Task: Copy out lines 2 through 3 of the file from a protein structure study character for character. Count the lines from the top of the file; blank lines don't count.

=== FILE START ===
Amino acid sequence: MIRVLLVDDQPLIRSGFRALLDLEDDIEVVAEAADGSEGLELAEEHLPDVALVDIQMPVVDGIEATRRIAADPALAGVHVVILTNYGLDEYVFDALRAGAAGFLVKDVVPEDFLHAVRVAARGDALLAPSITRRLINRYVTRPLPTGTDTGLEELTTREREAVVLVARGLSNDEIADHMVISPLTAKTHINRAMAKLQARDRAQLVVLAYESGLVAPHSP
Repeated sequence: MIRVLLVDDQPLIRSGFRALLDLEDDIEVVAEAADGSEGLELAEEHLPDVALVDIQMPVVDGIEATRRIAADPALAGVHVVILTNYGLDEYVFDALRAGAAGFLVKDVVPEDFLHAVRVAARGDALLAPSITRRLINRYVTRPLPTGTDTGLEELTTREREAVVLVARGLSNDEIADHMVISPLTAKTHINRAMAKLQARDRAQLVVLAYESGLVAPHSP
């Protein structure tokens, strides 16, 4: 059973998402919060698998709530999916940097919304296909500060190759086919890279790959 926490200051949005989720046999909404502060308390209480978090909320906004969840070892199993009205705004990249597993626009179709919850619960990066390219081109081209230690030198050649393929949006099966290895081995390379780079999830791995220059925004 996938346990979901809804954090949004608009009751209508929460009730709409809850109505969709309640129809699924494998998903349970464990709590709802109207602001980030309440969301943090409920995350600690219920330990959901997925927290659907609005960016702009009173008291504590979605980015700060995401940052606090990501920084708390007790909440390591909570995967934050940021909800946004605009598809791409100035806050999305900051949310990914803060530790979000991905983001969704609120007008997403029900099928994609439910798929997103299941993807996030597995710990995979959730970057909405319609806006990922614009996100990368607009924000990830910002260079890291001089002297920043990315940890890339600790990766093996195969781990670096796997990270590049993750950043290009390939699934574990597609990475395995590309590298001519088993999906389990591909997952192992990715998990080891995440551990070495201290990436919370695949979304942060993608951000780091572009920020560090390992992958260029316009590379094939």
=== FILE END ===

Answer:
Repeated sequence: MIRVLLVDDQPLIRSGFRALLDLEDDIEVVAEAADGSEGLELAEEHLPDVALVDIQMPVVDGIEATRRIAADPALAGVHVVILTNYGLDEYVFDALRAGAAGFLVKDVVPEDFLHAVRVAARGDALLAPSITRRLINRYVTRPLPTGTDTGLEELTTREREAVVLVARGLSNDEIADHMVISPLTAKTHINRAMAKLQARDRAQLVVLAYESGLVAPHSP
């Protein structure tokens, strides 16, 4: 059973998402919060698998709530999916940097919304296909500060190759086919890279790959 926490200051949005989720046999909404502060308390209480978090909320906004969840070892199993009205705004990249597993626009179709919850619960990066390219081109081209230690030198050649393929949006099966290895081995390379780079999830791995220059925004 996938346990979901809804954090949004608009009751209508929460009730709409809850109505969709309640129809699924494998998903349970464990709590709802109207602001980030309440969301943090409920995350600690219920330990959901997925927290659907609005960016702009009173008291504590979605980015700060995401940052606090990501920084708390007790909440390591909570995967934050940021909800946004605009598809791409100035806050999305900051949310990914803060530790979000991905983001969704609120007008997403029900099928994609439910798929997103299941993807996030597995710990995979959730970057909405319609806006990922614009996100990368607009924000990830910002260079890291001089002297920043990315940890890339600790990766093996195969781990670096796997990270590049993750950043290009390939699934574990597609990475395995590309590298001519088993999906389990591909997952192992990715998990080891995440551990070495201290990436919370695949979304942060993608951000780091572009920020560090390992992958260029316009590379094939």